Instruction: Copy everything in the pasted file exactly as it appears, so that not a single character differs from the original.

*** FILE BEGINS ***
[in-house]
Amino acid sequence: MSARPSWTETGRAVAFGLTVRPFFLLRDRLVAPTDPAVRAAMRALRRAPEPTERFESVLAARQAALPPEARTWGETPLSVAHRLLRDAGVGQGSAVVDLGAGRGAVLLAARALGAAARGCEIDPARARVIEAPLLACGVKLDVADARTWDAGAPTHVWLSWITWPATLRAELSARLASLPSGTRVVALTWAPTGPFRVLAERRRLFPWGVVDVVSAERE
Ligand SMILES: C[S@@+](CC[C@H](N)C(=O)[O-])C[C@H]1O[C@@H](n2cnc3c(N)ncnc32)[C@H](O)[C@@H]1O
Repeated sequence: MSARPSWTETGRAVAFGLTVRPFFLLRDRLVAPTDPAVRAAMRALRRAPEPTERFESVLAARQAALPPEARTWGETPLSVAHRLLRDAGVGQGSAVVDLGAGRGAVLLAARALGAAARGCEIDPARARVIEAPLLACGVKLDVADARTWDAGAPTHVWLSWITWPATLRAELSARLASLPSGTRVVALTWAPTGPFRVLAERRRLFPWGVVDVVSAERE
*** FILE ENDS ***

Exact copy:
[in-house]
Amino acid sequence: MSARPSWTETGRAVAFGLTVRPFFLLRDRLVAPTDPAVRAAMRALRRAPEPTERFESVLAARQAALPPEARTWGETPLSVAHRLLRDAGVGQGSAVVDLGAGRGAVLLAARALGAAARGCEIDPARARVIEAPLLACGVKLDVADARTWDAGAPTHVWLSWITWPATLRAELSARLASLPSGTRVVALTWAPTGPFRVLAERRRLFPWGVVDVVSAERE
Ligand SMILES: C[S@@+](CC[C@H](N)C(=O)[O-])C[C@H]1O[C@@H](n2cnc3c(N)ncnc32)[C@H](O)[C@@H]1O
Repeated sequence: MSARPSWTETGRAVAFGLTVRPFFLLRDRLVAPTDPAVRAAMRALRRAPEPTERFESVLAARQAALPPEARTWGETPLSVAHRLLRDAGVGQGSAVVDLGAGRGAVLLAARALGAAARGCEIDPARARVIEAPLLACGVKLDVADARTWDAGAPTHVWLSWITWPATLRAELSARLASLPSGTRVVALTWAPTGPFRVLAERRRLFPWGVVDVVSAERE